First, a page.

Soundgarden Responds To Chris Cornell Widow's Lawsuit
(hennemusic) Soundgarden have filed a legal response to a lawsuit brought by Chris Cornell's widow over a series of unreleased recordings made by the rocker before his death in 2017.
Vicky Cornell filed a lawsuit in a Florida court in December claiming the Seattle band is withholding royalties from her in an effort to gain access to vocal tracks for seven songs the singer recorded in his personal studio in Florida.
In a February 4 court motion filed by the group, according to Rolling Stone, Soundgarden denied withholding royalties and rebuffed Vicky's claim that she is the sole owner of several recordings Cornell worked on before his passing.
Soundgarden claim the unreleased recordings stem from writing and recording sessions that date back as far as 2015, and referenced a series of interviews and band communications in their filing that confirm this information - including some from Vicky herself - and that Cornell recorded much of this material in Seattle and New York City and while touring, and not in Florida as per Vicky's court filing.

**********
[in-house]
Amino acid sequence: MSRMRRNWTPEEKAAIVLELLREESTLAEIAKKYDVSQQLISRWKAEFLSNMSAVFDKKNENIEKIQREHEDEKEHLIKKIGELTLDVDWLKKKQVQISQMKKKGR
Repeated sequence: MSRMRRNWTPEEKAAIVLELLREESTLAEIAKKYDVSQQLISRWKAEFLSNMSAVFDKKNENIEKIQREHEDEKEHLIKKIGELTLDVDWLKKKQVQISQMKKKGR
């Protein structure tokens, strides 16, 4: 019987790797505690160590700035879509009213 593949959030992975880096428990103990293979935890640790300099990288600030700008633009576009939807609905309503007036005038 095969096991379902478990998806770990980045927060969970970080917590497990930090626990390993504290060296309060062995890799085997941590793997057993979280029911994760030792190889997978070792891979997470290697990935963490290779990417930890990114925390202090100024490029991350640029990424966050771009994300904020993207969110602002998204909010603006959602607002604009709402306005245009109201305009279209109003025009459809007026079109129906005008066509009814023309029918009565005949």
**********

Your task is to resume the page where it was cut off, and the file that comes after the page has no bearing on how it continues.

The group also rebuffed Vicky's claim that it's purposely withholding money from her, with the motion stating that no one in the band is being paid at the moment, and won't until "the Partnership, by vote of the Remaining Partners, formally elects to make such a distribution."
"We don't have possession of our own creative work," said Soundgarden in a statement.
Marty Singer, attorney for Vicky Cornell and the Estate of Chris Cornell, issued a statement in response to Soundgarden's claims.
"We obviously disagree with the band's blatant mischaracterization of events, and stand by the truthful facts set forth in our complaint," said Singer. "It is disappointing that Chris' former band members have now sought to taint his legacy by making numerous false allegations, and that they continue to withhold substantial monies from his widow and minor children (despite using those same funds to pay for their own legal fees).
"The issue in this case is not who wrote the songs but rather who owns the specific recordings made solely by Chris while he resided in Florida. We are very confident that the Court will vindicate the rights of Chris' Estate, and that the case will properly remain in Florida, where Chris resided and recorded the songs that are now the lawful property of his Estate." Read more here.
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